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NASL's response to MLS: Promotion-relegation is viable in North America

Major League Soccer president Mark Abbott asserts that the league will never adopt promotion and relegation, but North American Soccer League commissioner Bill Peterson has a differing viewpoint. Peterson tells that promotion and relegation could be a viable concept in North America and asserts that a European-style model could be successful and appreciated by American fans.

Peterson, who runs U.S. Soccer's second-tier league whose teams have plenty to gain from the notion of promotion, has long been a proponent of the system, and he reiterated that belief in a phone interview Wednesday.

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“There’s no denying the excitement it creates, not only following the top of the table but following the middle and bottom of the table as well in some of these leagues around the world,” Peterson said. “We find that to be very, very interesting, so we remain very open to that concept. It’s not something that we’re looking to do today. … We won’t comment on what others say, but we also want people to be clear that we’re still open to it. The concept that there will never be promotion and relegation in North America, we disagree with.”

NASL has gone as far as any league toward instituting more of a worldwide model based on an open market. After clearing the initial hurdle of establishing a franchise, a process that closely mirrors what MLS has in place, teams are free to spend as they see fit, Peterson said.

“We’re completely de-centralized. Our owners are responsible for their own success on the field and off the field. Our technical staffs are responsible for securing the best players they possibly can at the right value, so you won’t see us implementing any drafts or Designated Players or anything like that because we’re not a single-entity system, so there’s no need to do that,” he said. “Our owners are competing with themselves to be competitive on the field. Again, it goes back to that’s what the fans want, and it’s really one of the reasons this league was started was that the founders believed that soccer should be organized in a similar fashion as it is in the rest of the world.”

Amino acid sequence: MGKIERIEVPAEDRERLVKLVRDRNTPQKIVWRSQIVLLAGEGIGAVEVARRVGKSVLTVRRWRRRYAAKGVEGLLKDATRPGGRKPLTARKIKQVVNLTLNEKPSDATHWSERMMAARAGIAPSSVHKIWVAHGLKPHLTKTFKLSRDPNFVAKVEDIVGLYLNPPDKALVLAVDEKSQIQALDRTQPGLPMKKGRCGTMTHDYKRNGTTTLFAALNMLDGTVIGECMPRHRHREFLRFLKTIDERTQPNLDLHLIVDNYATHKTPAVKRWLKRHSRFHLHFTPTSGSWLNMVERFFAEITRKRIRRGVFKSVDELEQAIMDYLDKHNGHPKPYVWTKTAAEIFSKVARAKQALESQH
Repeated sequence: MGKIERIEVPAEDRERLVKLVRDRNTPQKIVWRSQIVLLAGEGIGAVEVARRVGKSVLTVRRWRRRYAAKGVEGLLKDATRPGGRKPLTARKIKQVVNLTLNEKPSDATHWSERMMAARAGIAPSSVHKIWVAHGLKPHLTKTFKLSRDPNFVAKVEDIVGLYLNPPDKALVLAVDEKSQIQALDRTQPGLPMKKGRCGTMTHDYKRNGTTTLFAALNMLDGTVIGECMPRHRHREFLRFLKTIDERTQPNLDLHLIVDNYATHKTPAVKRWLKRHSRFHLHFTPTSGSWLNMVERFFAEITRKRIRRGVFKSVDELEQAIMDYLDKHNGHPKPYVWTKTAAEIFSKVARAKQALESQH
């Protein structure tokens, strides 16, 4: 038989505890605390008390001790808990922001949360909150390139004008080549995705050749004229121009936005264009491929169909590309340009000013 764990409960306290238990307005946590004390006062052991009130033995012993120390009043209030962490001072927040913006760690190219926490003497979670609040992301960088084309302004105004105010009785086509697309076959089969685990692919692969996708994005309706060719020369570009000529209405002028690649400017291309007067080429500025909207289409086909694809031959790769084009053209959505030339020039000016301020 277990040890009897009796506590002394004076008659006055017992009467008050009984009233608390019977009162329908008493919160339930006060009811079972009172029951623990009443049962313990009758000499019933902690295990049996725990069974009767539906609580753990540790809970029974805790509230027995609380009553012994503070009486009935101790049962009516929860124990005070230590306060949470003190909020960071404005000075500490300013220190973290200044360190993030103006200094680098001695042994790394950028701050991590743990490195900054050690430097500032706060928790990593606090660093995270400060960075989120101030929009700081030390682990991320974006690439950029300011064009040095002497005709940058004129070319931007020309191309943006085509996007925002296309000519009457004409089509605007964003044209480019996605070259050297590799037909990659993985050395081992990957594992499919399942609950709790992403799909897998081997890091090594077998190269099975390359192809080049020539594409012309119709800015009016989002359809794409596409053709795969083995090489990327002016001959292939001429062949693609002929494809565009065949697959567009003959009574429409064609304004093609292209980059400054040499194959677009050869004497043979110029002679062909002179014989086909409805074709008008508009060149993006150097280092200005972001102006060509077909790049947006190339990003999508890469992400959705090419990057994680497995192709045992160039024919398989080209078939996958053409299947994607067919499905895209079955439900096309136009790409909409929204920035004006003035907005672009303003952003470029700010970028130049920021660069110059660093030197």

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For some teams in the league, such as the rebirth of the New York Cosmos, that means delving into deep pockets. Others, including expansion side Indy Eleven, make money off their business model and reinvest that in player acquisitions.

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“[NASL] owners understand the vision and are very passionate about our vision. Part of that vision is, don’t spend more than you make,” Peterson said. “We’re running businesses, and we’ve got a great group of owners that understand that the long-term success of this league is based on being successful financially, so we have teams already that are profitable in less than three years. We expect all of them to be at that point very soon, and so they’re demonstrating that they know how to put a sound business together and how to manage themselves.”

The league currently comprises 10 teams, moving to 12 next year with new franchises in Jacksonville, Fla., and Oklahoma City and 13 when the Virginia Cavalry join. Virginia has had stadium and ownership issues, and while the team was originally scheduled to begin play in 2014, that has been pushed back to 2016.

Eventually, the league wants to expand to 18 teams, Peterson said, before reassessing whether it will move to 20.

“We have been public in saying that there is a focus on doing some things in the Midwest and the West, but we’re not excluding the East Coast,” he said. “We’re in conversations across North America, including Canada.”

As U.S. Soccer’s sanctioned second-division competition, NASL has seen success in the U.S. Open Cup against MLS teams. The Atlanta Silverbacks and Carolina RailHawks made runs into the quarterfinals before falling, each defeating MLS teams in the two rounds prior to their exit.

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Peterson said in April that he has lobbied CONCACAF for an automatic berth into the region’s Champions League competition. League attendance is on the rise, helped by the fact that the team in Indianapolis posted the highest attendance in every week in which it played at home, and the future looks bright, the commissioner said.

“We’ve grown over 30 percent from last year just in attendance alone. People are reacting positively to that, so we have to keep doing what we’re doing,” Peterson said. “We have to promote what we’re doing. We have to continue to allow our technical staffs to find the best players and bring those together with great coaches and be very competitive.”